THE largest UK charity dedicated specifically to built environment research, the BRE Trust, has announced a major three year funding programme to improve the resilience of buildings and infrastructure to the growing threats of flooding, wind damage and overheating associated with climate change.
In January 2014 parts of the UK experienced rainfall of three times the historic average. An estimated 7,000 properties were flooded and 750,000 homes were left without power. This added to growing evidence that the early impacts of climate change will be the more frequent occurrence of damaging weather events, ranging from storms and flooding to heatwaves and droughts.
“Last year’s devastating floods and storms revealed our vulnerability to extreme weather and were indicative of wider resilience problems,” says Guy Hammersley, BRE Group Board Director, Research & Innovation. “Our built environment is struggling to cope with a rapidly changing world, and there is an urgent need to strengthen its resistance to short-term shocks and long-term change – and to improve its ability to quickly recover from crises.”
To this end the BRE Trust, is funding a Resilient Built Environment themed research programme, with a focus on climate resilience. Earlier research and consultations have highlighted three major climatic impacts with associated gaps in existing knowledge – flooding, wind and overheating – which are the priority areas for this programme.
The research will be closely aligned with the work of the BRE Centre for Resilience, created in 2014 to address adverse weather effects, as well as social, security and disaster issues. The BRE University Centres of Excellence are an integral part of the Centre and will also be fully integrated into the programme.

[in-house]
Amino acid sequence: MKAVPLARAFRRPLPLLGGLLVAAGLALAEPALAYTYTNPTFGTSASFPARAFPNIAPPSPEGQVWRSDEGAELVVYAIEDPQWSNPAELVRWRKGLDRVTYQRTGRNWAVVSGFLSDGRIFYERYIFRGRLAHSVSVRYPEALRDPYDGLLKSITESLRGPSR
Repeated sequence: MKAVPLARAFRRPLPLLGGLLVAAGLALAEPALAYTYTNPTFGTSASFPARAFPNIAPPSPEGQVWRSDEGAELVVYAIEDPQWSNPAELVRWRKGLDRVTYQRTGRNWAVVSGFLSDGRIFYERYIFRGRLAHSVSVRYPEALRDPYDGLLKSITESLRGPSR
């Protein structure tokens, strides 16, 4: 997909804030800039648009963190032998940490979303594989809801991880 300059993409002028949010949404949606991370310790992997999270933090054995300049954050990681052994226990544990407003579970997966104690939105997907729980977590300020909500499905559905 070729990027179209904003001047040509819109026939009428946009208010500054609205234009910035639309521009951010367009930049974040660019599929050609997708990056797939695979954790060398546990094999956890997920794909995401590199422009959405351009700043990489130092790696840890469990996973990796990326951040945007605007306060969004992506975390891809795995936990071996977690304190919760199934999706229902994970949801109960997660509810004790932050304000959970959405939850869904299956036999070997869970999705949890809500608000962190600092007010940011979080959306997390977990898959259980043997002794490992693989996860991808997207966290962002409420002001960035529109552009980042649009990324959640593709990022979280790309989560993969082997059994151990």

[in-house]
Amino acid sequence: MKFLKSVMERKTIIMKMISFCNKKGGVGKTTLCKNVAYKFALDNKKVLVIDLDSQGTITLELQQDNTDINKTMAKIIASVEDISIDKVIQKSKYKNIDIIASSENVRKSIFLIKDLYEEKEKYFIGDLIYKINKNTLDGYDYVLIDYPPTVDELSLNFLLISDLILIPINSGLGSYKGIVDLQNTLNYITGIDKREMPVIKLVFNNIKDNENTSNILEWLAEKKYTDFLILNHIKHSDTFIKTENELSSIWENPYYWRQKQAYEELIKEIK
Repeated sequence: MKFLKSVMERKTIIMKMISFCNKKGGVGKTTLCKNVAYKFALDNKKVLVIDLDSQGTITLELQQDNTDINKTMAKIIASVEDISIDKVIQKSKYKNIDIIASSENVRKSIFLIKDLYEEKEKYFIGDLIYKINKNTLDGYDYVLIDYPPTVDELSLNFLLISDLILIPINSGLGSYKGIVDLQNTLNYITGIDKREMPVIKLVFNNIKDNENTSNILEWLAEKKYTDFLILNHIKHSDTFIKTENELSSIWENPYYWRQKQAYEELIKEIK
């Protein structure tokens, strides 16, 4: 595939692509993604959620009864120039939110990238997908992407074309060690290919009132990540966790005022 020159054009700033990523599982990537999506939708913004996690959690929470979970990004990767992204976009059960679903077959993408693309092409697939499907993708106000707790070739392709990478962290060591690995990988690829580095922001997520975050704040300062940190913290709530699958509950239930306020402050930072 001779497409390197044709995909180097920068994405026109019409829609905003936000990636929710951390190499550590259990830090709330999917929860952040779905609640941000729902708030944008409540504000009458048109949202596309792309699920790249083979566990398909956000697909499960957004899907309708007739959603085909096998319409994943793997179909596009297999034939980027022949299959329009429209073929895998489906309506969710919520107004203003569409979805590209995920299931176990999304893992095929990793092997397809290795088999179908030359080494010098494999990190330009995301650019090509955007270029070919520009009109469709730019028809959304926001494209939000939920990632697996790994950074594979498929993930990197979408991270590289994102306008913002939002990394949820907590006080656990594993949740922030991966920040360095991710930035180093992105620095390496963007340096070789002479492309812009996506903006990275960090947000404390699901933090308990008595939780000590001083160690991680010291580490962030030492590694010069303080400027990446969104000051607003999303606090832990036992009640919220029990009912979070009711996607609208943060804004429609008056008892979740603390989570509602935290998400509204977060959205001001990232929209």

The programme will be begin in April 2015 with five initial projects on:
• Flood resilient homes – repair standards. A project to develop appropriate standards for flood resilient repairs, and technical guidance to help contractors deliver cost-effective measures.
• Wind loading on buildings. More that 90% of building wind damage occurs at wind speeds below the basic design wind pressure – this project will address this serious performance gap.
• Tackling overheating in urban dwellings. This project will provide vital guidance and information based on hard scientific data, including a detailed review of the potential risk of flats to overheat.
• Resilience to natural disasters. Builds on the successful BRE Trust and IFRC (International Federation of Red Cross and Red Crescent Societies) funded work to develop the QSAND Tool for post disaster reconstruction/redevelopment projects.
• Community resilience. This will be a precursor to a wider project which is in preparation to develop a tool for assessing and managing resilience at a community level.